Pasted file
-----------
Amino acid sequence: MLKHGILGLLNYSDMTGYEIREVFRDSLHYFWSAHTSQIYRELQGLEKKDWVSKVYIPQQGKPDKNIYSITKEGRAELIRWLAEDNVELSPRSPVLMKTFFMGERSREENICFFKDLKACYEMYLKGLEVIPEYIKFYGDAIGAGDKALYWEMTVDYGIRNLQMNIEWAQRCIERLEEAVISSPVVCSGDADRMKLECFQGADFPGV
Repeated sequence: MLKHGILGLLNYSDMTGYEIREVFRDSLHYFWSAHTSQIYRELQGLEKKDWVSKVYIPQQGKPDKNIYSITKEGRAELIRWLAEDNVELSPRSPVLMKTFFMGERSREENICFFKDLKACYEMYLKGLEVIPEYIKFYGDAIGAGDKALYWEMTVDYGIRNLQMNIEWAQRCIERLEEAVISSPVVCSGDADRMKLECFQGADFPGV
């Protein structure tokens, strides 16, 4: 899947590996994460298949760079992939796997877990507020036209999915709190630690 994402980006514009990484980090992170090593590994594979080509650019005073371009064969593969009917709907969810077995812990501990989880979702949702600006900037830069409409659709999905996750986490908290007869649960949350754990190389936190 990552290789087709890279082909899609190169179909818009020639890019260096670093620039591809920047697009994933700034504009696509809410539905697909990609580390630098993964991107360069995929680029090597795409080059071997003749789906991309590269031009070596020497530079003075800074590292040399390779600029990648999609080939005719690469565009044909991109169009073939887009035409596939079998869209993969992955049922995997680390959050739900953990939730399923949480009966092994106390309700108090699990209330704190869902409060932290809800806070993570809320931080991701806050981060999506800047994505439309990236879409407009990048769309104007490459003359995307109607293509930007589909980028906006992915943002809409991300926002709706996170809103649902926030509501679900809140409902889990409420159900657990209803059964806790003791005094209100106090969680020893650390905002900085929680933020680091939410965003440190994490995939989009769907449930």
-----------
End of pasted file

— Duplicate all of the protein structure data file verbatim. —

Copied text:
Amino acid sequence: MLKHGILGLLNYSDMTGYEIREVFRDSLHYFWSAHTSQIYRELQGLEKKDWVSKVYIPQQGKPDKNIYSITKEGRAELIRWLAEDNVELSPRSPVLMKTFFMGERSREENICFFKDLKACYEMYLKGLEVIPEYIKFYGDAIGAGDKALYWEMTVDYGIRNLQMNIEWAQRCIERLEEAVISSPVVCSGDADRMKLECFQGADFPGV
Repeated sequence: MLKHGILGLLNYSDMTGYEIREVFRDSLHYFWSAHTSQIYRELQGLEKKDWVSKVYIPQQGKPDKNIYSITKEGRAELIRWLAEDNVELSPRSPVLMKTFFMGERSREENICFFKDLKACYEMYLKGLEVIPEYIKFYGDAIGAGDKALYWEMTVDYGIRNLQMNIEWAQRCIERLEEAVISSPVVCSGDADRMKLECFQGADFPGV
């Protein structure tokens, strides 16, 4: 899947590996994460298949760079992939796997877990507020036209999915709190630690 994402980006514009990484980090992170090593590994594979080509650019005073371009064969593969009917709907969810077995812990501990989880979702949702600006900037830069409409659709999905996750986490908290007869649960949350754990190389936190 990552290789087709890279082909899609190169179909818009020639890019260096670093620039591809920047697009994933700034504009696509809410539905697909990609580390630098993964991107360069995929680029090597795409080059071997003749789906991309590269031009070596020497530079003075800074590292040399390779600029990648999609080939005719690469565009044909991109169009073939887009035409596939079998869209993969992955049922995997680390959050739900953990939730399923949480009966092994106390309700108090699990209330704190869902409060932290809800806070993570809320931080991701806050981060999506800047994505439309990236879409407009990048769309104007490459003359995307109607293509930007589909980028906006992915943002809409991300926002709706996170809103649902926030509501679900809140409902889990409420159900657990209803059964806790003791005094209100106090969680020893650390905002900085929680933020680091939410965003440190994490995939989009769907449930």